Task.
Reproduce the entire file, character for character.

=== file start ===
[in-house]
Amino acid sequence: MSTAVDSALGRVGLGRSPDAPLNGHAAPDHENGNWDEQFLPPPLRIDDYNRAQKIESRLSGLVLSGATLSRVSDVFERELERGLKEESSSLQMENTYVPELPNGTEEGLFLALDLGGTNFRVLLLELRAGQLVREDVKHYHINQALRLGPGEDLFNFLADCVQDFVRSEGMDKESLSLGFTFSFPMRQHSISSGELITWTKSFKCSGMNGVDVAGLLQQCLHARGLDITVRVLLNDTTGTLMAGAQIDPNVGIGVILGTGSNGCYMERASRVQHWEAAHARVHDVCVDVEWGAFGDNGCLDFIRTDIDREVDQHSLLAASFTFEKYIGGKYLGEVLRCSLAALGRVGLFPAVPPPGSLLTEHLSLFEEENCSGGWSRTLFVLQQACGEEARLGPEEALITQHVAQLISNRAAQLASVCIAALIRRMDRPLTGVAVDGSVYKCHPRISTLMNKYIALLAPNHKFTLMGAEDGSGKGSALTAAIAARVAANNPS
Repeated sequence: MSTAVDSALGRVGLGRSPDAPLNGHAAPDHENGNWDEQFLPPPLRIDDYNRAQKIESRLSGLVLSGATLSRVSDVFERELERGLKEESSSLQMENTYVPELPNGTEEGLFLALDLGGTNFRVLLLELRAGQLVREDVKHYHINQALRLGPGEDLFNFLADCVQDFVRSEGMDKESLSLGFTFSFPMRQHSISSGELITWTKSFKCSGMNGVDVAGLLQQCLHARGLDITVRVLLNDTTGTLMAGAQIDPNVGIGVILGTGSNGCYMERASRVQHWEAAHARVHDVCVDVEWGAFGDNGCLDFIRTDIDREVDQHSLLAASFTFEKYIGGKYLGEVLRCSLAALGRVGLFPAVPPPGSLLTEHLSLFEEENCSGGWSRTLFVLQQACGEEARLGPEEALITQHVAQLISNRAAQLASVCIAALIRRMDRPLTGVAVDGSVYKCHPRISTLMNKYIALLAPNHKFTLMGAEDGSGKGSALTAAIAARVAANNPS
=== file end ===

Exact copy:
[in-house]
Amino acid sequence: MSTAVDSALGRVGLGRSPDAPLNGHAAPDHENGNWDEQFLPPPLRIDDYNRAQKIESRLSGLVLSGATLSRVSDVFERELERGLKEESSSLQMENTYVPELPNGTEEGLFLALDLGGTNFRVLLLELRAGQLVREDVKHYHINQALRLGPGEDLFNFLADCVQDFVRSEGMDKESLSLGFTFSFPMRQHSISSGELITWTKSFKCSGMNGVDVAGLLQQCLHARGLDITVRVLLNDTTGTLMAGAQIDPNVGIGVILGTGSNGCYMERASRVQHWEAAHARVHDVCVDVEWGAFGDNGCLDFIRTDIDREVDQHSLLAASFTFEKYIGGKYLGEVLRCSLAALGRVGLFPAVPPPGSLLTEHLSLFEEENCSGGWSRTLFVLQQACGEEARLGPEEALITQHVAQLISNRAAQLASVCIAALIRRMDRPLTGVAVDGSVYKCHPRISTLMNKYIALLAPNHKFTLMGAEDGSGKGSALTAAIAARVAANNPS
Repeated sequence: MSTAVDSALGRVGLGRSPDAPLNGHAAPDHENGNWDEQFLPPPLRIDDYNRAQKIESRLSGLVLSGATLSRVSDVFERELERGLKEESSSLQMENTYVPELPNGTEEGLFLALDLGGTNFRVLLLELRAGQLVREDVKHYHINQALRLGPGEDLFNFLADCVQDFVRSEGMDKESLSLGFTFSFPMRQHSISSGELITWTKSFKCSGMNGVDVAGLLQQCLHARGLDITVRVLLNDTTGTLMAGAQIDPNVGIGVILGTGSNGCYMERASRVQHWEAAHARVHDVCVDVEWGAFGDNGCLDFIRTDIDREVDQHSLLAASFTFEKYIGGKYLGEVLRCSLAALGRVGLFPAVPPPGSLLTEHLSLFEEENCSGGWSRTLFVLQQACGEEARLGPEEALITQHVAQLISNRAAQLASVCIAALIRRMDRPLTGVAVDGSVYKCHPRISTLMNKYIALLAPNHKFTLMGAEDGSGKGSALTAAIAARVAANNPS